Archive for the ‘Off-topic’ Category
I have been amazed about the US series revolving around lie detection such as Lie to Me and The Moment of Truth. In those, the truth-by-science fetishism bothers me; the idea that one can detect a lie without errors is suspicious using machines or just watching facial expressions and body language.
Even when this premise (that one can detect lies without error) is contested in an episode of In Lie to Me, the way this is done is interesting. In that episode, the main character cannot spot lying of other character. The main character concludes that the lying character is psychopathic, because he did not react normal ways to the pictures (this is plausible hypothesis). After this, the main character assumes that this psychopath must be a serial killer (this suspicion turns out to be true later in the episode).
But, if all the people having psychopathic disorder would be serial killers, the world would be full of serial killers; it has been estimated that 1% of the whole population have psychopathic disorder (using Wikipedia as reference here, but I remember seeing the same figure in Grossman’s book On Killing).
Lie detection may work with average population, but how the lie detection work with certain pathologies? Do they have similar psychophysiology as a normal person? It seems that psychopaths have decreased fear responses. How about pathological liars (cf. people with gambling addiction do not have similar fear reactions to risky bets that average people; see Damasio, Descartes’s Error)?
Now as my university is building a reward system, I need to voice my concerns on reward systems.
First, how do you judge what is good research? One might not be able to comprehend the value of research beforehand. As an example, could anyone at George Boole’s time predict the importance of his work on mathematical logic? Moreover, if the criteria for the rewards is likely to guide the research. What if the criteria is such that it does not courage for the novel research?
Second, it seems that external rewards can have demotivating effect. Jesper Juul (in a different context) writes:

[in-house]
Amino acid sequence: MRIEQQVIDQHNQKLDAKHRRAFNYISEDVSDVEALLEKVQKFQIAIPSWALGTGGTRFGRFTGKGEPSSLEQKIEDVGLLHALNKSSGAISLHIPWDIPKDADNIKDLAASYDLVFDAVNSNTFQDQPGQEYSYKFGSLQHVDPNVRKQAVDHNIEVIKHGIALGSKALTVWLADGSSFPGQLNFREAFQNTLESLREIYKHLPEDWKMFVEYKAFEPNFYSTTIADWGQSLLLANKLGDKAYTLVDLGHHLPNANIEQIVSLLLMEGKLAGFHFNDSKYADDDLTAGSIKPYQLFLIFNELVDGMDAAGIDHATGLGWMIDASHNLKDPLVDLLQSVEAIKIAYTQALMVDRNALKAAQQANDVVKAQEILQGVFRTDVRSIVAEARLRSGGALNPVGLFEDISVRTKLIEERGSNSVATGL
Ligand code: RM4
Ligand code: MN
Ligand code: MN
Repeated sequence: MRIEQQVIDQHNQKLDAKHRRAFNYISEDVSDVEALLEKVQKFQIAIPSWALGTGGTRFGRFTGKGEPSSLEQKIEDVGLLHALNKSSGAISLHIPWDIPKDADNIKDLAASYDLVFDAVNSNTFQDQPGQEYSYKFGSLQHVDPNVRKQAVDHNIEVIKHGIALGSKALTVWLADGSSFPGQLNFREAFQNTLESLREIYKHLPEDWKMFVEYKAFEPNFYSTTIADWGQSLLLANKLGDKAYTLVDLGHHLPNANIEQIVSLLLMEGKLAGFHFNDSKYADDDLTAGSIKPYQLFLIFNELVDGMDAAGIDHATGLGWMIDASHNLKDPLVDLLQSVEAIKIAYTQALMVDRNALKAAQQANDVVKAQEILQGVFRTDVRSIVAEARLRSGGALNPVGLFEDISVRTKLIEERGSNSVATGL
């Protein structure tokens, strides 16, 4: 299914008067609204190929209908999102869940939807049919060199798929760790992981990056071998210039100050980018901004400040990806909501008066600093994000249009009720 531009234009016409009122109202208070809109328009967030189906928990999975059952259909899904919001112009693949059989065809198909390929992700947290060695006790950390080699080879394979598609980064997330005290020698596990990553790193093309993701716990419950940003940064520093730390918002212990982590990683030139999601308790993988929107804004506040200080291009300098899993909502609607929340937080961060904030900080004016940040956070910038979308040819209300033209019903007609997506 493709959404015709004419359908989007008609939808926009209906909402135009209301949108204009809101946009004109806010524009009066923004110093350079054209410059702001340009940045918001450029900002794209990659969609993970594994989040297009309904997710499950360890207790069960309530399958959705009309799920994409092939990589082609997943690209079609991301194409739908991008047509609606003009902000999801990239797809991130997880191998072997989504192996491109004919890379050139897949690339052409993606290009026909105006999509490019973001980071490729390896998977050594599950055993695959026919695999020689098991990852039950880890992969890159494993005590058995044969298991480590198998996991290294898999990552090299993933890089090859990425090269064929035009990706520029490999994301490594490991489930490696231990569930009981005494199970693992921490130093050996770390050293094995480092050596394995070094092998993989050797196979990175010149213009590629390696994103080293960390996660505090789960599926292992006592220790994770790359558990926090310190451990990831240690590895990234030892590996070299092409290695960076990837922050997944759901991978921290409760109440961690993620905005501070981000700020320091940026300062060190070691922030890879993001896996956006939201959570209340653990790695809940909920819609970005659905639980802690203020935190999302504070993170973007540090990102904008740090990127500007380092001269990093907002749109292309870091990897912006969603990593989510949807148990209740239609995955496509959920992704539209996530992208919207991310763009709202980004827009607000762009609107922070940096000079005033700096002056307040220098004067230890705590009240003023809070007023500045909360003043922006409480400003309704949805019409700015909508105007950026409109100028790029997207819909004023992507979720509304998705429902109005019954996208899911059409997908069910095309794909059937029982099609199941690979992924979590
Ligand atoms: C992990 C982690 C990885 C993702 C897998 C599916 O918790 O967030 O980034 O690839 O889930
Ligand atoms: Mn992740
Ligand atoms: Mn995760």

Are adults different from children regarding this?
Third, other studies indicate that rewards are good in simple tasks, but the performance drastically drop when a reward is introduced if the task requires reasoning (I cannot find the references now, but some are mentioned in Dan Pink’s talk).
I hope I am wrong here, because if these concerns are valid we are misdirecting our scarce resources.
Frans Mäyrä and I wrote a chapter, Play in Hybrid Reality: Alternative Approaches to Game Design, to the book Digital Cityscapes: Merging Digital and Urban Playspaces (Peter Lang Publishing) edited by Souza e Silva & Sutko. The book seems to be already available at amazon.com.
After promising to point some references for masters thesis at goth party some time ago. I got thesis couple of days ago, in which Arttu Reinikainen looks at a role-playing game system, from the perspective of usability. The perspective is fresh and welcomed.
While I am not really buying the immersion and flow link to role-playing experience (I have presented some objections against the concept of immersion at Playing Roles seminar), the took on usability heuristics and focus groups seems mainly to be sound (I must note that haven’t played D&D 3.5, only briefly browsed the rules).
Reinikainen, A. (2008). Role-Playing Games and Usability. Masters Thesis. University of Tampere, http://tutkielmat.uta.fi/tutkielma.phtml?id=18273.